Audio Physic :: no loss of fine detail
Hyper Holographic Cone Midrange III (HHCM III)

 

Real progress is achieved by having the courage to question long-standing conventions and to blaze new trails. In the history of AUDIO PHYSIC, it has always been of the highest priority to reproduce music as naturally and as loss-free as possible.

It is the body of natural musical instruments that lends music its typical tone color and volume. The body is an integral part of the oscillatory system.

Oscillation is precisely what you don't want in loudspeakers. Unlike natural instruments, a loudspeaker cabinet is not part of the oscillatory system. If the cabinet or any part thereof, excited by the music reproduction, starts to oscillate, additional vibrations are added on top of the signal which are not contained in the original. The result is discolorations.

From the beginning, AUDIO PHYSIC has always engineered loudspeaker cabinets to ensure the least amount of intrinsic vibrations possible. This was how the special shape of many AUDIO PHYSIC loudspeakers developed, not to mention the intelligent sandwich design of several speaker models.

Even more effective, however, is to already stop a transference of vibration at the place where the sound originates, i.e. on the chassis. It is not an easy task, after all, the chassis need to be firmly connected to the cabinet. Normally they are bolted onto the cabinet.

Conventional chassis have a basket that bears all the moving parts as well as the driver magnets. The moving parts include the voice coil, the coil carrier, the spider, the diaphragm and the surround. During sound reproduction, they transfer vibrations via the surround and the spider to the basket and thus to the loudspeaker cabinet. These vibrations can distort the original signal. Because if the cabinet vibrates, even ever so slightly, it creates its own membrane of sorts, having a large surface area. Add to this the fact that the chassis move with the vibrating cabinet, after all they are firmly attached to one another – a sphere of influence that can have severe detrimental effects on the sound, in particular on attention to detail and neutrality.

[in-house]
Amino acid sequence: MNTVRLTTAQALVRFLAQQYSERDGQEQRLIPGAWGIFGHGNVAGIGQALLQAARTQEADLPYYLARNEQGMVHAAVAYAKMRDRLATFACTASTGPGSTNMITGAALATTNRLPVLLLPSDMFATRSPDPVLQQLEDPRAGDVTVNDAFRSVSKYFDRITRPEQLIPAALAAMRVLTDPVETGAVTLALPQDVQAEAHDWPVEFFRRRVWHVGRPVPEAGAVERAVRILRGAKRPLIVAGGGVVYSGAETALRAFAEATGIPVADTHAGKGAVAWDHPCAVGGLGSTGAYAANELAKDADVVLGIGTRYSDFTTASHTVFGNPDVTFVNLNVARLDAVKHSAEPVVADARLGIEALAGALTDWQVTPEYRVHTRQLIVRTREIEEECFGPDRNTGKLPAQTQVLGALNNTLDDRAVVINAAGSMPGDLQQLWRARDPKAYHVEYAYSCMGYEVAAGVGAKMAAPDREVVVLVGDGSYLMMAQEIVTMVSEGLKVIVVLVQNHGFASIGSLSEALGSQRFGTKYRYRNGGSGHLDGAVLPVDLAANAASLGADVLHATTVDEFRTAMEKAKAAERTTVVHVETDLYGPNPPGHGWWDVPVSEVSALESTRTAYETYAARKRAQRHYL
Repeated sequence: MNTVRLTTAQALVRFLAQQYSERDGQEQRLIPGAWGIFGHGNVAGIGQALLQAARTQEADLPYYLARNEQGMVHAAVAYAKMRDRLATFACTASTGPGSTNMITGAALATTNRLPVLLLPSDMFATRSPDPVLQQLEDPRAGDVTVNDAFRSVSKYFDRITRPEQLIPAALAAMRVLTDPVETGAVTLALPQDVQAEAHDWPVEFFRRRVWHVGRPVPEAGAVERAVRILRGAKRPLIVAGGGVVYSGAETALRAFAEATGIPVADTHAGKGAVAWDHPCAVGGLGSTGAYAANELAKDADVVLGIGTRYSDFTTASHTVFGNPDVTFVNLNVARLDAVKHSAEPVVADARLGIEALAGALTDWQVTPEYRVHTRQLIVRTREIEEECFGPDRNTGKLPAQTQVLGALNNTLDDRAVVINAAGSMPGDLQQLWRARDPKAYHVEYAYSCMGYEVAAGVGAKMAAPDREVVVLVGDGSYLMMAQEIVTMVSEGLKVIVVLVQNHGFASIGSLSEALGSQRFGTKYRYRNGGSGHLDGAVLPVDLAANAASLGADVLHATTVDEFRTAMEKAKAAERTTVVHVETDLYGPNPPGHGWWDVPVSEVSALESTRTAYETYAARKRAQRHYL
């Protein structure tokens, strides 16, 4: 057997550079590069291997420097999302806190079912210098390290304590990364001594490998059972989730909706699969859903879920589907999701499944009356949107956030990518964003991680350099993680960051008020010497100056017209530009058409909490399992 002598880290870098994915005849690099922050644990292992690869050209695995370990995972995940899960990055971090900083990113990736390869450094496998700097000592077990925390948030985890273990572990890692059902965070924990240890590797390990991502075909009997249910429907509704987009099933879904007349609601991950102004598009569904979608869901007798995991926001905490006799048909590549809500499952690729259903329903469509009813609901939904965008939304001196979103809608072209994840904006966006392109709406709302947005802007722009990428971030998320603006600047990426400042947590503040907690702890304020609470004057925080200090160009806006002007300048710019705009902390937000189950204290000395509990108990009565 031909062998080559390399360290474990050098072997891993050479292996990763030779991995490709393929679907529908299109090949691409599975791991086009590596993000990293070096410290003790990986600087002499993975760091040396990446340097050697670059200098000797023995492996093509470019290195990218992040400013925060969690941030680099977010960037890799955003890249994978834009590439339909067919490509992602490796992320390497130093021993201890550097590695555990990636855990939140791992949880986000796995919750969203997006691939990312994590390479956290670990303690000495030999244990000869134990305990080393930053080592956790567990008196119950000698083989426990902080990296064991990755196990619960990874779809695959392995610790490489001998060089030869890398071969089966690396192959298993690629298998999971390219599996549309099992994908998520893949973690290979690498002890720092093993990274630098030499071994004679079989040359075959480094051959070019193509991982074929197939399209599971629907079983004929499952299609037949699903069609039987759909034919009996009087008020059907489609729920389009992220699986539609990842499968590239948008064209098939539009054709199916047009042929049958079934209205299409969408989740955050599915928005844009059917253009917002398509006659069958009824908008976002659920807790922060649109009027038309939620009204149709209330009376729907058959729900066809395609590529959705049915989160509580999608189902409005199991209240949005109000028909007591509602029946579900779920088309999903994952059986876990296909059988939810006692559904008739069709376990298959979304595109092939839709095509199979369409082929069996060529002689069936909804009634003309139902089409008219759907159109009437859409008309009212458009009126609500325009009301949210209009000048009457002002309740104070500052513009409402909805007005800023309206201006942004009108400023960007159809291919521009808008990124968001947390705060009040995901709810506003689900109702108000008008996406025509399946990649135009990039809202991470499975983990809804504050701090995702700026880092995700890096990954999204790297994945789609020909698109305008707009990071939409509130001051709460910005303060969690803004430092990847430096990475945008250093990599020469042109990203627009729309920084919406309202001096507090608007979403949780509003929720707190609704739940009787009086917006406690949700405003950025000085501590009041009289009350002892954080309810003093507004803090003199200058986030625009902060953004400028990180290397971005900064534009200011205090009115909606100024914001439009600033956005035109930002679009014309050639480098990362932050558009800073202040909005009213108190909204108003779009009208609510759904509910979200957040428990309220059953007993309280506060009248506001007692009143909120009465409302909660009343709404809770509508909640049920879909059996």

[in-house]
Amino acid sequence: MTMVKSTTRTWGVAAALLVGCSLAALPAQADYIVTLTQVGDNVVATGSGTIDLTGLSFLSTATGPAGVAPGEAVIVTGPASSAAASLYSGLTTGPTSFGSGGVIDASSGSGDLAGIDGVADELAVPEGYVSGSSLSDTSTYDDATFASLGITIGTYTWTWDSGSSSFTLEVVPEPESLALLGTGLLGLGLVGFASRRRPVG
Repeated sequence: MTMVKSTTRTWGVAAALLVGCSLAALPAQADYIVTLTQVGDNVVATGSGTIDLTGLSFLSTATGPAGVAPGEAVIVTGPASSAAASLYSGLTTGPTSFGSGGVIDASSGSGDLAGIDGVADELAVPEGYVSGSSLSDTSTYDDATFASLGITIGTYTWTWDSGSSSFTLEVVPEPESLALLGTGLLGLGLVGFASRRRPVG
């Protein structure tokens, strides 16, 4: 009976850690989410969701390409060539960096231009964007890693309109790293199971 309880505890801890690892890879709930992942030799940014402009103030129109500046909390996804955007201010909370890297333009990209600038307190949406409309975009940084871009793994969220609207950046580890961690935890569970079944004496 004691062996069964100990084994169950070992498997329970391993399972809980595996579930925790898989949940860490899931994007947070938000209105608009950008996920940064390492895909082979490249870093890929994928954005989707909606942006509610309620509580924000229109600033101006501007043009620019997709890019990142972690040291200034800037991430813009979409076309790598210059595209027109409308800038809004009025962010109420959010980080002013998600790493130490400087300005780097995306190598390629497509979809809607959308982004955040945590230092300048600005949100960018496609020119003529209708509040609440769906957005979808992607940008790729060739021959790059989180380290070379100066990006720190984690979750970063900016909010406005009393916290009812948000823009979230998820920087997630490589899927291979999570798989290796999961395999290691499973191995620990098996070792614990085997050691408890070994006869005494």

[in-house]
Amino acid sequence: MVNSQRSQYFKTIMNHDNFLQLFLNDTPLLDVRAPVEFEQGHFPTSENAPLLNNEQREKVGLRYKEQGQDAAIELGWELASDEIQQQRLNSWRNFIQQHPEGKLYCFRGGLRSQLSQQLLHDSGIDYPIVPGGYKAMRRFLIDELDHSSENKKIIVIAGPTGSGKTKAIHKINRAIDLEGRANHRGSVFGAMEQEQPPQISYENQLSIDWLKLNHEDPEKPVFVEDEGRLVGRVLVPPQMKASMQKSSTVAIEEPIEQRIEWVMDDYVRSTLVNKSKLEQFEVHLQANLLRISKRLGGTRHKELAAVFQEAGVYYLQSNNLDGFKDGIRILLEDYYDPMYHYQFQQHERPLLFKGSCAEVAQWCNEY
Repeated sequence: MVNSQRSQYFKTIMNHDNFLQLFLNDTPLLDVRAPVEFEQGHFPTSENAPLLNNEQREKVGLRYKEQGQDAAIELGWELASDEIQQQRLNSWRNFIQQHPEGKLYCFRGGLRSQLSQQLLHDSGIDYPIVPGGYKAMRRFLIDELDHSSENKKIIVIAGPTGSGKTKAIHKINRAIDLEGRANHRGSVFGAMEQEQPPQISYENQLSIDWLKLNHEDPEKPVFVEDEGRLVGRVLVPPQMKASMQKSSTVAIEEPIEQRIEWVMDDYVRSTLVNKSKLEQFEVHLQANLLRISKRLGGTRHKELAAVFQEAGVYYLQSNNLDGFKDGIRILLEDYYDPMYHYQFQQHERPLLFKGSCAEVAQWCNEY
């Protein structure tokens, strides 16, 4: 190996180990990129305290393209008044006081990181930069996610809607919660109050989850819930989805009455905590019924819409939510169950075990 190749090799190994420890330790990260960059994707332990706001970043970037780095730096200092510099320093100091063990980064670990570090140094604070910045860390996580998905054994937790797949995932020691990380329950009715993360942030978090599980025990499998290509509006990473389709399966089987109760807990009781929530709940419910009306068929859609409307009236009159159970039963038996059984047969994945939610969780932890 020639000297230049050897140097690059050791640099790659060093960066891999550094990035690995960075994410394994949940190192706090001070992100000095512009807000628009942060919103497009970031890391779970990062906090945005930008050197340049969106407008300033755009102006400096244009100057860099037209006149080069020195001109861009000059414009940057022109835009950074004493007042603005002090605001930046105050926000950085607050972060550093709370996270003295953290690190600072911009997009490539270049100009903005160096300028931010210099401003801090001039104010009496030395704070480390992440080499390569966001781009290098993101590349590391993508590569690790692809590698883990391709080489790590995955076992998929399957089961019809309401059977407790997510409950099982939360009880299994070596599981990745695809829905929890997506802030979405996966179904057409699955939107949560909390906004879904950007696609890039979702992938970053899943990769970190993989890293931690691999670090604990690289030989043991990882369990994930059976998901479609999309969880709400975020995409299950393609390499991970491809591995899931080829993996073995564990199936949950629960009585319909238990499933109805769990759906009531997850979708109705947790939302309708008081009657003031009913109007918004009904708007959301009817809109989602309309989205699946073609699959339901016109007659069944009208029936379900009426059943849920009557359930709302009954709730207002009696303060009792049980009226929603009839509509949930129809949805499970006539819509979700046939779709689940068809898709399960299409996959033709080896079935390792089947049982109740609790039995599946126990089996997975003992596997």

So AUDIO PHYSIC looked for ways to combat rogue vibrations at the source and developed a radically new basket design for mid-range drivers and tweeters. The HYPER HOLOGRAPHIC CONE technology from AUDIO PHYSIC cuts the Gordian knot and reduces the transference of vibration from the chassis to the cabinet – and vice versa – with dramatic effects; effects that are both measurable and audible.

The Hyper-Holographic Cone Midrange Driver

The HYPER HOLOGRAPHIC CONE midrange driver HHCM III has a forward-looking architecture. Instead of "one" basket, the chassis consists of an inner and outer basket. The inner basket is made out of a modern functional material. A remarkable feature of the special polymer is its superb inner dampening. Micro-vibrations are already reduced in the material itself. The basket bears all moving parts and is firmly enclosed by a basket made of die-cast aluminium. This guarantees the mechanical stability. The contact surface between both baskets is reduced, however, to a narrow ring-shaped area – thus decreasing the surface through which vibrations can propagate.

Here is a decisive advantage of the intelligent hybrid architecture: The inner basket is only indirectly connected to the cabinet, in the loudspeaker front panel, it is merely held into place. Any transfer of vibration to the cabinet or from the cabinet back onto the membrane is reduced to the lowest possible level.

The dual-basket design offers other advantages as well: Its open architecture with a firmly positioned phase plug increases the thermal load capacity, effectively shutting down compression influences. The aluminium membrane of the HHCM III with Active Cone Damping III is significantly more resistant to partial vibrations than traditional membranes. Its membrane is pre-tensioned on the cone edge via a U-formed elastic ring. This effectively eliminates partial vibrations and natural resonance of the membrane; the so-called ringing effect often associated with metal membranes is unknown to the HHCM III.

Thanks to the vast array of special technical features, the HHCM III can easily handle extreme dynamic leaps and high volumes. The result is an incredibly open and neutral reproduction that sets new standards.

 

See also: The Hyper-Holographic Cone Tweeter

 

info@audiophysic.de

Almerfeldweg 38

59929 Brilon

+49 2961-96170

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